Eighty-two percent of Democrats say they would like to see Hillary ClintonHillary Rodham ClintonTrump must not pull a bait-and-switch on American workers Jewish groups divided over Hanukkah party at Trump hotel Colo. AG: Electoral College lawsuit could cause 'chaos' MORE run for president in 2016, according to a new poll. 

A New York Times/CBS poll released Tuesday finds support for a Clinton run within her own party higher than any other potential presidential candidate in either party. 

Only 13 percent of Democrats say they would not like to see her run. Among independents, 52 percent say she should run. 

In comparison, 42 percent of Democrats think Vice President Biden should run for president, while 39 percent think he shouldn’t.

Democrats don’t know enough about other potential candidates to make a decision. Those candidates include Sen. Elizabeth Warren (22 percent), New York Gov. Andrew Cuomo (17 percent) and Maryland Gov. Martin O’Malley (3 percent).

Among Republicans, former Florida Gov. Jeb Bush (R) scores the highest. Forty-one percent of Republicans say they would want to see him run, while 27 percent would not.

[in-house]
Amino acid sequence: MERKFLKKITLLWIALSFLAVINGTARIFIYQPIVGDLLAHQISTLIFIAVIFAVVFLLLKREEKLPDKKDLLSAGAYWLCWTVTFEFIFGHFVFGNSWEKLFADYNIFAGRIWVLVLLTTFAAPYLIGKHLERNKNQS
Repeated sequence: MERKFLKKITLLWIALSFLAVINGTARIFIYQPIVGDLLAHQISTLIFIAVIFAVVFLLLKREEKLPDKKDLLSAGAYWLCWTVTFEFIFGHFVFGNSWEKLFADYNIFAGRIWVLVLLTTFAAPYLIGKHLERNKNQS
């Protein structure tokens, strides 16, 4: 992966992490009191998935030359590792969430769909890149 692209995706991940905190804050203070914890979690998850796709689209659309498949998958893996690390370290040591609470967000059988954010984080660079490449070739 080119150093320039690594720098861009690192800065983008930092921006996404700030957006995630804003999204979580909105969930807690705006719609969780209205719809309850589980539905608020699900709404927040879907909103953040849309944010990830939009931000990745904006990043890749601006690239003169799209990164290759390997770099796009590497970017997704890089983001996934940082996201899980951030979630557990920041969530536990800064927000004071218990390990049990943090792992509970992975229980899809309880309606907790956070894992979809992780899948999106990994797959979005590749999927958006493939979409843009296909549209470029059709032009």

Aside from Clinton, large swaths of the public say they have no opinion whether a number of potential candidates should run for president. 

Sen. Rand Paul (R-Ky.) ranks second among Republicans with 39 percent saying he should run. Another 21 percent think he should not. 

Thirty-two percent of Republicans want Sen. Marco RubioMarco RubioSenate clears water bill with Flint aid, drought relief What Trump's Cabinet picks reveal House passes water bill with Flint aid, drought relief MORE (R-Fla.) to run, and 15 percent think he should not run.

More people don't want to see New Jersey Gov. Chris Christie (R) run for president. Thrity-one percent said Christie should run, compared to 41 percent who said he should not run for the White House. The numbers may suggest lingering problems for Christie from the George Washington Bridge scandal.

Only 24 percent want to see Sen. Ted CruzTed CruzSenate passes dozens of bills on way out of town Senate passes stopgap funding bill, averting shutdown Senate advances funding measure, avoiding shutdown MORE (R-Texas) enter the contest.  Another 15 percent think he should not run.

The poll surveyed 515 Democrats and 519 Republicans and 550 independents. It has a 6-percent margin of error and was conducted Feb. 19-23.